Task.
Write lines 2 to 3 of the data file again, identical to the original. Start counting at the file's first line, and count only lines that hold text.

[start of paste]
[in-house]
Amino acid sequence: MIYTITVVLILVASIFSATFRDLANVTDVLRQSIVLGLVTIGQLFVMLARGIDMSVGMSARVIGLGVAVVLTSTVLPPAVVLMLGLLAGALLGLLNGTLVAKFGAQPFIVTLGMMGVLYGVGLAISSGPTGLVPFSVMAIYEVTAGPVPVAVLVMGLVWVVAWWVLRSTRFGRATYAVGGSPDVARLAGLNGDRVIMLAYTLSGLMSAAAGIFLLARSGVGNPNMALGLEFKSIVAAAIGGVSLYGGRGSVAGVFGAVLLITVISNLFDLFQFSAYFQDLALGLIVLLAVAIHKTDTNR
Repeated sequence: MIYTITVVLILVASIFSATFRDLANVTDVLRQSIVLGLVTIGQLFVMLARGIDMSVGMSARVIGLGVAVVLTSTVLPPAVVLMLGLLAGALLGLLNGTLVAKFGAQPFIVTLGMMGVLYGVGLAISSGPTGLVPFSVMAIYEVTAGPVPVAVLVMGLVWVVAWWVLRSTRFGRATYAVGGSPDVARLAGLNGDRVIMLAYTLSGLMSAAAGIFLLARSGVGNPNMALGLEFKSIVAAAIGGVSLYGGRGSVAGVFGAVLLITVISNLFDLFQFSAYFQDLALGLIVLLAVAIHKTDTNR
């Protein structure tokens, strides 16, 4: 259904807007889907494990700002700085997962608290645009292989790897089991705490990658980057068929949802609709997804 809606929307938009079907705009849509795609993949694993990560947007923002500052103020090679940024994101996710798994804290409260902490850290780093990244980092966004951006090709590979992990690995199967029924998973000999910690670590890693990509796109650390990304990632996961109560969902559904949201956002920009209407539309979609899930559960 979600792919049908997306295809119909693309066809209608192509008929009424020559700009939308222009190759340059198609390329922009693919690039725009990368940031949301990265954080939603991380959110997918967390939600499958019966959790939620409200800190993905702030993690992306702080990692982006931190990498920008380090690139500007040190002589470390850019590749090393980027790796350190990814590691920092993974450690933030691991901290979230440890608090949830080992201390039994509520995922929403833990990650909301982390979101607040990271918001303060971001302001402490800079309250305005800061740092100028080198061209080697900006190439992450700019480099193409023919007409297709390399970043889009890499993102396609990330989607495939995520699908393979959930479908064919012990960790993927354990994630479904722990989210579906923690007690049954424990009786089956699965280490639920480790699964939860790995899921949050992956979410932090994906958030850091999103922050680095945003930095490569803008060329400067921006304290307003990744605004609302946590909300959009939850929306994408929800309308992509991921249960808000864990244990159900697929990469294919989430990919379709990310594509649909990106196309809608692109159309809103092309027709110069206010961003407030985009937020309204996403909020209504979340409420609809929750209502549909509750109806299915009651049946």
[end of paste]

Amino acid sequence: MIYTITVVLILVASIFSATFRDLANVTDVLRQSIVLGLVTIGQLFVMLARGIDMSVGMSARVIGLGVAVVLTSTVLPPAVVLMLGLLAGALLGLLNGTLVAKFGAQPFIVTLGMMGVLYGVGLAISSGPTGLVPFSVMAIYEVTAGPVPVAVLVMGLVWVVAWWVLRSTRFGRATYAVGGSPDVARLAGLNGDRVIMLAYTLSGLMSAAAGIFLLARSGVGNPNMALGLEFKSIVAAAIGGVSLYGGRGSVAGVFGAVLLITVISNLFDLFQFSAYFQDLALGLIVLLAVAIHKTDTNR
Repeated sequence: MIYTITVVLILVASIFSATFRDLANVTDVLRQSIVLGLVTIGQLFVMLARGIDMSVGMSARVIGLGVAVVLTSTVLPPAVVLMLGLLAGALLGLLNGTLVAKFGAQPFIVTLGMMGVLYGVGLAISSGPTGLVPFSVMAIYEVTAGPVPVAVLVMGLVWVVAWWVLRSTRFGRATYAVGGSPDVARLAGLNGDRVIMLAYTLSGLMSAAAGIFLLARSGVGNPNMALGLEFKSIVAAAIGGVSLYGGRGSVAGVFGAVLLITVISNLFDLFQFSAYFQDLALGLIVLLAVAIHKTDTNR